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  #1  
Old 07-08-2018, 02:43 PM
Espo Espo is offline
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Rca 8ts30

Hi everyone,
I hope I'm not breaking any unwritten rule by posting my question here as well as the Antique Radio Forum. No disrespect intended to the helpful members there. I'm only hoping to have more eyes look at my problem to help me solve it.
Alright, so here goes. The television had a dry rotted power cord, so I only tested the low voltage power supply after getting a new one and having replaced many resistors as well as all capacitors minus the micas. The power resistors in the bleeder network were replaced, but the candohm checked out fine, so I left it. The secondary transformer's center tap voltage measured at pins 4 and 6 of the removed 5U4G tubes was only 196 volts, when it should have been about 320 volts. I don't have proper voltage at the primary winding. Prior to turning the set on, I have 120 volts at the .01 uF safety caps, the terminal strip that connects the safety caps line to the on/off switch line, and the on/off switch. When I turn the set on the safety caps voltage drops to 62 volts, the terminal strip drops to zero along with the on/off switch. I have 62 volts at the primary winding. I've spryed Deoxit in the on/off switch, and exercised it. Its resistance readings are correct (infinite when off and about zero when on). By the way, there are quite a few caps and resistors that I changed in the volume control circuit attached to the on/off switch. That corner of the set is a jungle of components jammed into a very tight space. Could the problem lie in there? I'd appreciate any help you can give.
Thanks,
Mike

http://www.earlytelevision.org/pdf/r...-rider-tv2.pdf
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Last edited by Espo; 07-08-2018 at 03:23 PM.
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Old 07-08-2018, 03:40 PM
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timmy timmy is offline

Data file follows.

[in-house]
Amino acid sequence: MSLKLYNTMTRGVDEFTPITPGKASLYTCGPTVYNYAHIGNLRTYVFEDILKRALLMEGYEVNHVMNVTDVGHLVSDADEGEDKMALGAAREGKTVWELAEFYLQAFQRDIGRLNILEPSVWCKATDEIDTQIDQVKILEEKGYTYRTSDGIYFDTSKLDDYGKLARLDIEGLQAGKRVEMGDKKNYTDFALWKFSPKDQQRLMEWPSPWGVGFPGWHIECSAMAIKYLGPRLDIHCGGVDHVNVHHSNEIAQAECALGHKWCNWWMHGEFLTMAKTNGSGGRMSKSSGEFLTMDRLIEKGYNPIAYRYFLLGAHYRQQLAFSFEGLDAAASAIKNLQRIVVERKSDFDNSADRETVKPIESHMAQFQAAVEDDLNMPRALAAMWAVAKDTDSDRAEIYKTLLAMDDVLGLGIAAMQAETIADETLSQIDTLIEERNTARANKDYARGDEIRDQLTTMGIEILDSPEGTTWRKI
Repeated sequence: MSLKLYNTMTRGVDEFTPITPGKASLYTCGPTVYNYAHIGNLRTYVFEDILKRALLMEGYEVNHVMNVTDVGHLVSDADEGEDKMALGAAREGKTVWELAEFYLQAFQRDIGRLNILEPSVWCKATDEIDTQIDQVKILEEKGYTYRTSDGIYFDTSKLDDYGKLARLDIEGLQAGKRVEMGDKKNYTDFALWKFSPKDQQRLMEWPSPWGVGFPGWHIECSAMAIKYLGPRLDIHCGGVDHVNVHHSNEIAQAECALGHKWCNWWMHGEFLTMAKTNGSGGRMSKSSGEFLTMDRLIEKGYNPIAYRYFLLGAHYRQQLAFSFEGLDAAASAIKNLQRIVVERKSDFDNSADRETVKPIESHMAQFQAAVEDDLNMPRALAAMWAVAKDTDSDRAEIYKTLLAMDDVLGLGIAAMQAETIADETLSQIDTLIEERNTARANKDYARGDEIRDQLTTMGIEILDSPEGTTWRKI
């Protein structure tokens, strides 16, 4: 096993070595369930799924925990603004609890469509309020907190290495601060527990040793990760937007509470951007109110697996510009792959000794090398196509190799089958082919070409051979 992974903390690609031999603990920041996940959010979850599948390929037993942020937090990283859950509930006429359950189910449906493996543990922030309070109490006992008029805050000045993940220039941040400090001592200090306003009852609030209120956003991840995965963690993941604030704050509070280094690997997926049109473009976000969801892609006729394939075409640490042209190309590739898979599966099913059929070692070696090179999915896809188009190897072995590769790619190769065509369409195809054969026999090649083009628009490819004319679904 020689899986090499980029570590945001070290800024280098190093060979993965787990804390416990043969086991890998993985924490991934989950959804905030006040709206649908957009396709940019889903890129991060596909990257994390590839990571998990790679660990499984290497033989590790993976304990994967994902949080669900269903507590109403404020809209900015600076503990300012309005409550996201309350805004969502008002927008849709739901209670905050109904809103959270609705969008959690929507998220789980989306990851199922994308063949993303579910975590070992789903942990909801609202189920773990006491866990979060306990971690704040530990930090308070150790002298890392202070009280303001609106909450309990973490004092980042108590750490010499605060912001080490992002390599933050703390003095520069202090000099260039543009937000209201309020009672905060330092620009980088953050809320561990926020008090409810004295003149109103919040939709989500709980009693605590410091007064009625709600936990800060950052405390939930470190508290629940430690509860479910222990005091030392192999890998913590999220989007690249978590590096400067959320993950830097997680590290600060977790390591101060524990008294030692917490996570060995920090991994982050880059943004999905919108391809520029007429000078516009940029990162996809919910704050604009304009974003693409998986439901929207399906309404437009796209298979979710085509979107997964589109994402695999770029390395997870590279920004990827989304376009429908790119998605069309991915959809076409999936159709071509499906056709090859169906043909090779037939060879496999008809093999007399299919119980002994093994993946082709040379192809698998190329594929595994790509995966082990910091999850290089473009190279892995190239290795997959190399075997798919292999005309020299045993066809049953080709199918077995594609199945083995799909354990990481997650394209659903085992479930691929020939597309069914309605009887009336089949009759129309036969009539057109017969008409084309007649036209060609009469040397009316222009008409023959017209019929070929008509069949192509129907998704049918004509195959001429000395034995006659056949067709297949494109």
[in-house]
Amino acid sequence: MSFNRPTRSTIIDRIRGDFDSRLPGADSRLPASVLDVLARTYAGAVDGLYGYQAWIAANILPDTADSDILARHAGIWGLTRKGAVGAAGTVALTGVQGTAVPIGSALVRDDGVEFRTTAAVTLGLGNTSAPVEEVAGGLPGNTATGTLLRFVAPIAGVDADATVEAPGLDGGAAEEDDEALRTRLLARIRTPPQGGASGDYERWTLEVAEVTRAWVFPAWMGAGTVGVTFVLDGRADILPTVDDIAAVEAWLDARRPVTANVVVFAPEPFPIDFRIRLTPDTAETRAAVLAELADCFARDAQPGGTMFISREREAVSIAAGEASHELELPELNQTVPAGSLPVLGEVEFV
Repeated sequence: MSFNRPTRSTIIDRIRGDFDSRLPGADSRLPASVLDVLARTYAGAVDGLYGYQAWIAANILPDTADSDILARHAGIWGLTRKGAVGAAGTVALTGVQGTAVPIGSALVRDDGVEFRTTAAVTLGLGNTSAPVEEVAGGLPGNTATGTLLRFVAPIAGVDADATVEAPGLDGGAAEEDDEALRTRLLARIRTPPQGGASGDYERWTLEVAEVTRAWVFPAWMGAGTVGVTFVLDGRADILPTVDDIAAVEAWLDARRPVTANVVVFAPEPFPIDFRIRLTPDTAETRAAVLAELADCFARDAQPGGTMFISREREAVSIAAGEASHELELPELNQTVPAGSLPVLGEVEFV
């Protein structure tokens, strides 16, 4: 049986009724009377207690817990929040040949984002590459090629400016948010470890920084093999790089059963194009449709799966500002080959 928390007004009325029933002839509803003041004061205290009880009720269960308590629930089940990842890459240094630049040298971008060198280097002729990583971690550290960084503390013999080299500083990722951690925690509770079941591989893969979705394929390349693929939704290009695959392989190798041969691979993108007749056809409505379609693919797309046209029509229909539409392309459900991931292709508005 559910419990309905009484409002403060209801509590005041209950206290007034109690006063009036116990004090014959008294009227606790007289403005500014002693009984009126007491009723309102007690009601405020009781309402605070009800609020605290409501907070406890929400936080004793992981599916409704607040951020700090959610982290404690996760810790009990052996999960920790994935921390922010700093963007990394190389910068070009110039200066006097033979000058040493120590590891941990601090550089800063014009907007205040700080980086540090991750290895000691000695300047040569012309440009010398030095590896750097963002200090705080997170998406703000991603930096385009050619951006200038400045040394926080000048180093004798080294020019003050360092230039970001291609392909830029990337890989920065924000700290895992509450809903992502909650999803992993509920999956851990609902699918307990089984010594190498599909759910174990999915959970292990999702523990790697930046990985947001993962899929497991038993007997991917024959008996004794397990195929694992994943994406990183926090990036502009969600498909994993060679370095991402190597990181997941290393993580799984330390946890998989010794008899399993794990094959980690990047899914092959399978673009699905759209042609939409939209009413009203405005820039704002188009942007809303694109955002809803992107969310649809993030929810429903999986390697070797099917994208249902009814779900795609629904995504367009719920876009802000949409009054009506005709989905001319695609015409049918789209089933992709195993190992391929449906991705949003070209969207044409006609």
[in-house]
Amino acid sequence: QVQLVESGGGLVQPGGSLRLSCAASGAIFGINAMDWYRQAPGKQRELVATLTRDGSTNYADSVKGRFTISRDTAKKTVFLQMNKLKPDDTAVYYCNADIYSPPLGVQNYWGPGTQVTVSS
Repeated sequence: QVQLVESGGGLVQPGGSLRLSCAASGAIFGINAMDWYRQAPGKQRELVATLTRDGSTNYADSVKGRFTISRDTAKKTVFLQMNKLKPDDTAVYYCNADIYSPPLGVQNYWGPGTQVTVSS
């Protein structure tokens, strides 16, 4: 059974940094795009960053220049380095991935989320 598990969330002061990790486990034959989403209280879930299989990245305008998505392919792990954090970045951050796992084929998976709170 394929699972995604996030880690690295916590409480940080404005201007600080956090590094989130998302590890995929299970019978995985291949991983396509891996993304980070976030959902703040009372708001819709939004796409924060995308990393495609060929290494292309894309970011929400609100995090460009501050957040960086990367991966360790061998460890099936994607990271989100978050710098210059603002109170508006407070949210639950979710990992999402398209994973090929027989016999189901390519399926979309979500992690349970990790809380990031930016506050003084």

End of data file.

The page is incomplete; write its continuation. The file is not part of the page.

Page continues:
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Maybe what I might do is trace from the power to the transformer and if the power branches off to a resistor befor reaching the trans then check it or anything else in between. I would think its the power in to the on- off switch one wire then look for the other power wire where that one goes. Unless maybe you are using an outlet that has a dimmer on it maybe. either way the primary should be 115 or 120 volts unless the transformer is bad. Ok I looked at the schematic, did you check for any output on the secondary? And those caps at the transformer c 183 and c184 don't have anything to do with the power going into the trans, if they were holding back in some way they would explode so that's out. Check the secondary for output. The 62 volts you speak of sounds like half the line voltage.

Last edited by timmy; 07-08-2018 at 04:52 PM.
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Old 07-08-2018, 04:55 PM
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Kevin Kuehn Kevin Kuehn is offline
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Any chance you're using a dim bulb tester with too low of wattage bulb, or a Variac set too low? Definitely seems like something is dropping line voltage before it enters your set. Caps and resistors in the set could not do that, unless you've inadvertently wired a component in series with one of the AC lines before the transformers primary.
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Old 07-08-2018, 06:33 PM
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Are you measuring safety cap voltage and winding voltages to the chassis, perhaps.

jr
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Old 07-08-2018, 07:56 PM
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Polaraligned Polaraligned is offline
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As I posted on the ARF, the chances are that it is a bad cord/chassis connector based on the information provided. I would also reflow all associated solder joints.